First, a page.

Smoking is the practice of breathing in smoke from burning tobacco products. Cigarettes, cigars, hookah, electronic devices and pipes are among the objects that smokers use. The smoke from burning tobacco contains many chemicals that can cause changes in the lungs, cause addiction and cause cancer.
Smoking is one habit that is a risk factor for many chronic diseases such as heart disease, diabetes, cancer, chronic obstructive pulmonary disease and other diseases. Stopping smoking can help you reduce your risk for these diseases or at least improve your chances of improved treatment outcome.
Substances that are smoked contain various ingredients that may make you addicted to smoking. Smoking has various bad effects and they affect not only smokers but also those around them. The effects include the following:
- The heart and blood system are affected by smoking. Smoking puts you at high risk of getting high blood pressure, stroke, or heart attack.
- Smoking puts you at risk of getting cancer. Especially lung cancer.
- Smoking affects the mood of smokers and also increase their stress level. Anxiety and depression may also set in when one tries to quit smoking.
- Smokers may find it hard to socialize with non-smokers. This could be because of the bad breath which smoking causes.
- Your sexual performance and fertility may be affected.
- You may develop breathing problems or asthma.
Smoking is tough to quit because of the addictive ingredients in tobacco. The best way to stay safe from the effects of smoking is not to start at all. It is difficult to break the psychological habit (e.g. hand to mouth motion and smoking with friends) and the addiction to nicotine.
To quit successfully, you will need to address both the psychological habits and the addiction to nicotine.
Some smokers successfully quit by stopping suddenly, but this is not possible for most people. Most people do better with a tailored plan to keep themselves on track. Make a simple plan to quit, but ensure you have contingency plans to address both the short-term and long-term challenge of preventing relapse. It would help if you tailored the plan to your specific needs and smoking habits.
- Choose a date within the next two weeks, so you have enough time to prepare without losing your motivation to quit. If you mainly smoke at work, quit on the weekend, so you have a few days to adjust to the change.
- Tell family, friends, and co-workers that you plan to quit. Ask them for their support and encouragement to stop. It may be beneficial to quit with your friends who also smoke since you can help each other get through the rough times.
- Plan for the challenges and temptations you’ll face while quitting. Most people who relapse usually go back within the first three months. You can help yourself make it through by preparing ahead for common challenges. Use nicotine patches or gum to reduce the effect of nicotine withdrawal and cigarette cravings.
- Remove cigarettes and other tobacco products from your home, car and work. Throw away all of your cigarettes, lighters, ashtrays and matches. Wash your clothes and freshen up anything that smells like smoke. Don't put yourself in smoking sections of restaurants or eat lunch with friends that smoke.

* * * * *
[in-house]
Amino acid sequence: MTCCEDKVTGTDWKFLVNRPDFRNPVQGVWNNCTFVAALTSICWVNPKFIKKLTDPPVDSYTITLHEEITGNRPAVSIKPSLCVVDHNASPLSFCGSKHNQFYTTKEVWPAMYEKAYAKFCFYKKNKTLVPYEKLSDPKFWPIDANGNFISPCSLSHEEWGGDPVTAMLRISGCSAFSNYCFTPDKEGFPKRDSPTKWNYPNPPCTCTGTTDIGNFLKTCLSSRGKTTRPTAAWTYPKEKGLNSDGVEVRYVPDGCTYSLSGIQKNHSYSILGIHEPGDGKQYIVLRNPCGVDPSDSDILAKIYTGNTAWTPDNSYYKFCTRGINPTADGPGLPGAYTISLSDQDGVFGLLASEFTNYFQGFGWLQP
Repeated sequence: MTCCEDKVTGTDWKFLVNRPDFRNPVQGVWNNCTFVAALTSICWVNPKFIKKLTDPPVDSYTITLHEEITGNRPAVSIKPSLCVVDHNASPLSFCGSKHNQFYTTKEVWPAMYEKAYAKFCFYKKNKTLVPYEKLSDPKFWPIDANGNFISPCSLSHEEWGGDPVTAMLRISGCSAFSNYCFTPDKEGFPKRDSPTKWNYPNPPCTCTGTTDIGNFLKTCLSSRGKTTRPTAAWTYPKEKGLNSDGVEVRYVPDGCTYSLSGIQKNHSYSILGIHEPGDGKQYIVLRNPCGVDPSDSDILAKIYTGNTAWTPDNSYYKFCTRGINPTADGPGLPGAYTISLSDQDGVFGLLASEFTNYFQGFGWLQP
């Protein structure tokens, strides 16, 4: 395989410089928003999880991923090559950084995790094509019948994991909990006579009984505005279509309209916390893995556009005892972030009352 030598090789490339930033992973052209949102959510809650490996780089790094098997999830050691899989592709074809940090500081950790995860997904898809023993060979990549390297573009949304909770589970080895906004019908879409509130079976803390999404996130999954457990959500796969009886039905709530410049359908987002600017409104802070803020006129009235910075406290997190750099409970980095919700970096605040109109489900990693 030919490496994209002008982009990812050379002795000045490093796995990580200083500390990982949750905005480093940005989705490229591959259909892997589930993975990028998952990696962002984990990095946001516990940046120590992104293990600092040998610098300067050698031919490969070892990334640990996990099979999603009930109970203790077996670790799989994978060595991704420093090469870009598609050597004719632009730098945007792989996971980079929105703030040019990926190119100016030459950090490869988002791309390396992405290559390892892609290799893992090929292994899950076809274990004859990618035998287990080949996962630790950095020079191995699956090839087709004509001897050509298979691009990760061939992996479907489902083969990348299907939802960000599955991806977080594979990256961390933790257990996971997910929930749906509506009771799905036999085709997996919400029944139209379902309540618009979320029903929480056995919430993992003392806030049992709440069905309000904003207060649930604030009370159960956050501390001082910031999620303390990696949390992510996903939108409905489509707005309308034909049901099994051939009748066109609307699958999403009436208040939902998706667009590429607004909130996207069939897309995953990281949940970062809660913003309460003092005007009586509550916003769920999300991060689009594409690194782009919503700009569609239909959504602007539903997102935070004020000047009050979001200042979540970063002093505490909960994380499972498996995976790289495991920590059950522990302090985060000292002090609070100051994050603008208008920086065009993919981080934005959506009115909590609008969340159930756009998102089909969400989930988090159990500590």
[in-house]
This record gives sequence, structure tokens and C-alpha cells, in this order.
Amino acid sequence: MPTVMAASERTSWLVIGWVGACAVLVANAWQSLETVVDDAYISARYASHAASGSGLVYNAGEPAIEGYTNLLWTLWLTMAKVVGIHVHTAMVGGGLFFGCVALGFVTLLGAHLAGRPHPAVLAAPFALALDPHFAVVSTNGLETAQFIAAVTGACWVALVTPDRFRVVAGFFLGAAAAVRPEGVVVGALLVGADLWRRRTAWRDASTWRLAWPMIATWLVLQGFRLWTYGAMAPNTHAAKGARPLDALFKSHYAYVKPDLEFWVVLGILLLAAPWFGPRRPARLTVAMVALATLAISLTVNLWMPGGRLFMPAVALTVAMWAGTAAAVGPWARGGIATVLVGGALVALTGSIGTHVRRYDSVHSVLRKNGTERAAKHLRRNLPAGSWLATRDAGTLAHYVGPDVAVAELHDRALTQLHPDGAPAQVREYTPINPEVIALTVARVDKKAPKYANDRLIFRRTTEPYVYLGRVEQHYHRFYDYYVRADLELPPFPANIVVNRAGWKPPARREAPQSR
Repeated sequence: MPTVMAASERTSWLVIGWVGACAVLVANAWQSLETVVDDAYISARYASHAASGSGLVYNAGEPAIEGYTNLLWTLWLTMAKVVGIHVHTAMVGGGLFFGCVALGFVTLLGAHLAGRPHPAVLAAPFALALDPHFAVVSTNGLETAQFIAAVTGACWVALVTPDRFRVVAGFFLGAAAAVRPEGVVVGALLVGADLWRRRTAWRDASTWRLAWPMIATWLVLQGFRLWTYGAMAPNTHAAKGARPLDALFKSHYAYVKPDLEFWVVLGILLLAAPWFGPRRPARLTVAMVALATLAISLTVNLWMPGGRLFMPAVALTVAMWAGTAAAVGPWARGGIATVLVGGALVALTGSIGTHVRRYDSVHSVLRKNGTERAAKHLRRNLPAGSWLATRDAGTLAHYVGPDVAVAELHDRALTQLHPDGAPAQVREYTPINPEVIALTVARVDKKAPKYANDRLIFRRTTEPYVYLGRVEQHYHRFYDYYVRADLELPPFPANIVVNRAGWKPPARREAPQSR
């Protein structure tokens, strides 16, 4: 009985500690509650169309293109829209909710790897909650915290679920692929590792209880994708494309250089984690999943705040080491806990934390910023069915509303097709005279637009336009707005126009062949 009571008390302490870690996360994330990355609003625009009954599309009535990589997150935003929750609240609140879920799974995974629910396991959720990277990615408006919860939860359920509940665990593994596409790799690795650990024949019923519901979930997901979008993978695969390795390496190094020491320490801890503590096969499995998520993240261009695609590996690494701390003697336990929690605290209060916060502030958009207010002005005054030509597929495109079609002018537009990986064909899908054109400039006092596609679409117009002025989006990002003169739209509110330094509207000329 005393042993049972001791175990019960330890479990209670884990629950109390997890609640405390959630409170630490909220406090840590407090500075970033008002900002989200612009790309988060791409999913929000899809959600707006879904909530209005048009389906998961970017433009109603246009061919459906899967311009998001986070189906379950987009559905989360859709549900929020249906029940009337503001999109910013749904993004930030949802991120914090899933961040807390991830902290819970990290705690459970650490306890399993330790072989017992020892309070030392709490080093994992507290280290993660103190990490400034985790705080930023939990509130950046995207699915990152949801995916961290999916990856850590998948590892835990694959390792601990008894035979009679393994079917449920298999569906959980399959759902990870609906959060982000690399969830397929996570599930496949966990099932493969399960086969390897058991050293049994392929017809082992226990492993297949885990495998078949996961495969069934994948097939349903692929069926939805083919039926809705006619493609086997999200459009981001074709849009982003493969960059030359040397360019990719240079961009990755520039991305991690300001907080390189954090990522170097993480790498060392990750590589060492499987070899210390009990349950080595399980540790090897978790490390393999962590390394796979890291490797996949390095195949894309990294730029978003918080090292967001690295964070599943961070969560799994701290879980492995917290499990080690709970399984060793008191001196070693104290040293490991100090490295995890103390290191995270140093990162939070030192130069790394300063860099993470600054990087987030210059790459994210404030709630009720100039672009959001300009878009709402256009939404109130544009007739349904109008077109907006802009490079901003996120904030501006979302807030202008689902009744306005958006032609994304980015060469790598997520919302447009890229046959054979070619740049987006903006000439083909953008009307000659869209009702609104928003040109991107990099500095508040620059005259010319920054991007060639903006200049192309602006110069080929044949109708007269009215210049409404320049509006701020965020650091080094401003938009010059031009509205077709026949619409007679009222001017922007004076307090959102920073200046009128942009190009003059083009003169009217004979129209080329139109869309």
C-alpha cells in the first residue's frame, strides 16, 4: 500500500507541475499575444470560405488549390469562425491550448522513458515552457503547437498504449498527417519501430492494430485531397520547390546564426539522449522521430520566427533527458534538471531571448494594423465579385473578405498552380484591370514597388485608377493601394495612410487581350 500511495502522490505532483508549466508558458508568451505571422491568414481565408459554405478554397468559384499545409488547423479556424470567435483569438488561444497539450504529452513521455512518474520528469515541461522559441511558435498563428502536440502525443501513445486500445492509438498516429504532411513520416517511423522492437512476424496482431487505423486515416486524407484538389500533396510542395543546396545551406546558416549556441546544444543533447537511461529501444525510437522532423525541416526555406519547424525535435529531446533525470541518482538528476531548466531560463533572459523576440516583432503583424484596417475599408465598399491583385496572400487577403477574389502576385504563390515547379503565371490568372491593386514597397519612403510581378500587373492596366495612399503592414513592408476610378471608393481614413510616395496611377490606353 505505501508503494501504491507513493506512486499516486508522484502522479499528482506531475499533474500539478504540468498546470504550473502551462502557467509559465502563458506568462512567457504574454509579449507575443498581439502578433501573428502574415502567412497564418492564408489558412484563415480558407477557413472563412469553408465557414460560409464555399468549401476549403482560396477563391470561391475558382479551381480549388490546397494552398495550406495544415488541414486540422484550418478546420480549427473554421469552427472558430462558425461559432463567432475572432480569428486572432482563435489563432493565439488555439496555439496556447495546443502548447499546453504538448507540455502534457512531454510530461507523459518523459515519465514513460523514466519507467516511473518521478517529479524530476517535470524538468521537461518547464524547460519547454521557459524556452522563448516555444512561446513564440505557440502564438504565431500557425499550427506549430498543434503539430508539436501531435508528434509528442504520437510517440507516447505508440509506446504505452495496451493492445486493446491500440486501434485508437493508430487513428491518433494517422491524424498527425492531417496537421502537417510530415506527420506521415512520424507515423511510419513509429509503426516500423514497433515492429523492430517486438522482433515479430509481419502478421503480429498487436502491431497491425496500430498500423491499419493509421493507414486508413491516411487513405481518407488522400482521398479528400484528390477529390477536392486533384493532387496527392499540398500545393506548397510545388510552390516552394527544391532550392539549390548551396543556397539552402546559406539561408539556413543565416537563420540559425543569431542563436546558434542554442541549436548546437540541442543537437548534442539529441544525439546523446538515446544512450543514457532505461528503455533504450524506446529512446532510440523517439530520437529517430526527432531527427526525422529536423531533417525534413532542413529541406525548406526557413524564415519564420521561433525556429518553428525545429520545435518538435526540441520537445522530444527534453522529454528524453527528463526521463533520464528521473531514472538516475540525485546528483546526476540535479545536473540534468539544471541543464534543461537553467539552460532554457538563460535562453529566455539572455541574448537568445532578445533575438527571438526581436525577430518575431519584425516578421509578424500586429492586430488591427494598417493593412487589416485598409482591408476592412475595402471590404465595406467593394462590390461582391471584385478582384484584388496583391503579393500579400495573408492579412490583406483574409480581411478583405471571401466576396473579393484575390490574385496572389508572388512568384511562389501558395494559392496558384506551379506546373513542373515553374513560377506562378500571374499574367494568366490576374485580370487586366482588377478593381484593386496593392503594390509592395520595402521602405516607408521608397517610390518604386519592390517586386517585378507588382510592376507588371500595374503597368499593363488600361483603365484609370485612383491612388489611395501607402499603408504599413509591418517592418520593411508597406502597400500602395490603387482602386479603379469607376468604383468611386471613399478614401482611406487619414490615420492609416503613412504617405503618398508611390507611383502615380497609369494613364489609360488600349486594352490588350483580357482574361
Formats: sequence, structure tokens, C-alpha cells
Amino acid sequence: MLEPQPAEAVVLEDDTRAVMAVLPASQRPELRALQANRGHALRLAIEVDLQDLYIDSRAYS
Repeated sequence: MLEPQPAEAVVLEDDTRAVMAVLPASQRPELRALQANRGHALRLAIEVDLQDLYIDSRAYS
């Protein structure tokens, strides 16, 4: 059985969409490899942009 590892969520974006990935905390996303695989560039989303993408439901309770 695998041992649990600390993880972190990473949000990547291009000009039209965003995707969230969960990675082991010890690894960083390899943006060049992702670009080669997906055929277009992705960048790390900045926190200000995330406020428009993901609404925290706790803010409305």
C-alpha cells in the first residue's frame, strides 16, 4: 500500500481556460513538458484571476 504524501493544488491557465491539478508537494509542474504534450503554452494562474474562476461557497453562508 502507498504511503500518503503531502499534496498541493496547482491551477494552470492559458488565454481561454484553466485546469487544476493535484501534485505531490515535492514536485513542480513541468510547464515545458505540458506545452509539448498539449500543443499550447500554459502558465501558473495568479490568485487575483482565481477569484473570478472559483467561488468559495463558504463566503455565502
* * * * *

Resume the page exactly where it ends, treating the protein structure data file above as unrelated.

- Talk to your healthcare provider about getting help to quit. Your healthcare provider can point you to useful resources within your community or prescribe medication to help with withdrawal symptoms. You can get many products over the counter at your local pharmacy, including nicotine patches, lozenges, and gum.
- In some patients, harm reduction methods rather than quitting entirely may be beneficial too. For example, using smokeless cigarettes or electronic products, that are likely less harmful than cigarettes, may be helpful.
After starting your journey to quit smoking, you may likely experience:
- Cigarette cravings.
- Anxiety, fidgeting or nervousness.
- Have difficulty concentrating on mental tasks.
- Increased appetite.
- Headaches and sleeplessness.
- Increased coughing and throat irritation.
- Fatigue and low energy.
- Constipation or upset stomach.
- Decreased heart rate.
Most of these symptoms are temporary but may affect your usual activities and work while they last. Allow for a few days to weeks for these symptoms to reduce as the toxins are removed from your body. The support from friends and family will be useful in helping you get through this phase.
Your healthcare provider may also teach you a few coping techniques that can help you distract yourself from the symptoms, centre your thinking on the benefits of quitting, help you avoid defeating situations or habits, and how to reward your good habits.
Most people try to stop smoking several times before they are successful. Don't beat yourself up about failing in the meantime and smoking again. Rather, learn from your mistake and make a better effort. Remember that this does not have to be a total relapse; you can try again.
- Get back to your plan as soon as possible.
- Identify the trigger to starting smoking again and get help with avoiding it next time.
- Learn from your experience and improve the effectiveness of positive reinforcements.
- If you are using prescription-only medicines, speak to your healthcare provider immediately as some medicines interact with cigarette smoking (e.g. antidepressants).
Continue to persist and increase positive reinforcements around you. This is critical for remaining smoke-free for life.
- You may need to develop new skills like preventing disappointment or loss from triggering a craving for cigarettes (cognitive behavioural therapy).
- You may also need to develop new habits to replace old ones, like using a fidget spinner to replace hand-to-mouth habits.
- You may benefit from social support and group therapy.